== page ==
One of the things I miss since moving from Philly is the many riding options I had not far from my front door: road, off-road, mild, or wild. The Greater Philadelphia area and beyond offer some of the best riding in the country. To get jamming on some sweet single-track or partake in some back-road blazing, you will need a way to get out there in a reasonable amount of time.

If you are a vehicle owner and don’t yet use it for bicycle transport, you have three options. One, you call in the help of a buddy or riding partner, with bribes of toll and gas money. Two, you take the personal whip and shove your whimpering bicycle into the back. Or, three, you make the investment to purchase a bike rack. Since I’m fastidious to unhealthy levels with my own car, the thought of grease on my upholstery, chain ring rips in my seats, and scratches on the plastic bits not only sends chills through my spine, but brings a few tears to my eyes.

These are some examples of trunk mounted racks.

Now if you own a vehicle you do not care about this may be a moot point for you, however, chances are that even though you don’t love your car, you do love your bicycle … I mean would you be reading this otherwise? So imagine bending the derailleur hanger on your gorgeous vintage Colnago as you cram it into your rusting, high-mileage ’89 Civic. Yikes! Plus, you can take more gear or friends who would like to accompany you, while justifying the use of a vehicle to go ride. So, read ahead to get a little background on the types of racks that are compatible for your vehicle, and then go broaden your bicycling horizons.

In the car rack industry, there are three basic types of rack systems; trunk mounted systems, roof mounted systems, and hitch mounted systems. The most basic and most popular is the trunk mounted system, which, as you would have guessed, mounts to the trunk lid or rear lift-gate of your vehicle.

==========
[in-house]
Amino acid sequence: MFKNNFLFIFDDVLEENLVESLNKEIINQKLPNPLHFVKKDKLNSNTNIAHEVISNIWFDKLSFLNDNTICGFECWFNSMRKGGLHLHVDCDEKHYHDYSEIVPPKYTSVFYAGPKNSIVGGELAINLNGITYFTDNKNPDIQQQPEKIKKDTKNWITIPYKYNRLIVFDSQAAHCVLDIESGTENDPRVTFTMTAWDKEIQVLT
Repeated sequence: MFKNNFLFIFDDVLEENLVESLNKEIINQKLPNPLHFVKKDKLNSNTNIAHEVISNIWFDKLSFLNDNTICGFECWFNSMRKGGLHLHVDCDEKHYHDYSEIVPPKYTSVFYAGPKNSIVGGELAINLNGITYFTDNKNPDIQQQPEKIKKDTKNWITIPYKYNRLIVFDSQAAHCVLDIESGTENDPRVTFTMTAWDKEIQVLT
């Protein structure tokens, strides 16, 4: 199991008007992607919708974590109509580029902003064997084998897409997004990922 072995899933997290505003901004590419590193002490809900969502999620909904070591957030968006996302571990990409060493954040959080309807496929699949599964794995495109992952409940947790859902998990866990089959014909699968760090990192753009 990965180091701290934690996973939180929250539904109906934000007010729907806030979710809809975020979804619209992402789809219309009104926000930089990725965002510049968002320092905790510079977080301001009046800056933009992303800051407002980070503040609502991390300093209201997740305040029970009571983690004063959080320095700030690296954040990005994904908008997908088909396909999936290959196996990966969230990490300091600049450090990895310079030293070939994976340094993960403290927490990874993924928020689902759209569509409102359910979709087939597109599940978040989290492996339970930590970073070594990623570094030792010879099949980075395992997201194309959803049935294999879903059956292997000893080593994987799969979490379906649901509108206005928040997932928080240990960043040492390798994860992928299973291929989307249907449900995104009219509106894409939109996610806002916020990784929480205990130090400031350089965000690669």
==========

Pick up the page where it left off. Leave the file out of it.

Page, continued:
Trunk-mounted racks

Trunk racks fit the broadest range of vehicles and can be found from many vendors. Almost all share a common mounting method, in which the rack is affixed via nylon straps, or in some cases, a steel cable attached to a hook that grabs the panel gaps of the trunk. Trunk mounted systems rely on the sheet metal (rear trunk or lift-gate) and the rear bumper shelf to support the weight of the bicycle. Of the three types of racks, these tend to be the least expensive. In a world of the “you get what you pay for” mentality, some of that holds true with trunk mounted systems, which have the widest junk-to-gem ratio. The most basic will usually be a four-strap system, two for the top of the trunk lid or lift-gate, and two for the bottom., nylon straps, a basic rubber cradle, foam pads to protect the car’s finish, and usually vague instructions. However, you are usually given a wide berth on the highway, because most people are terrified to be next to or behind you and your potential two-wheeled projectile.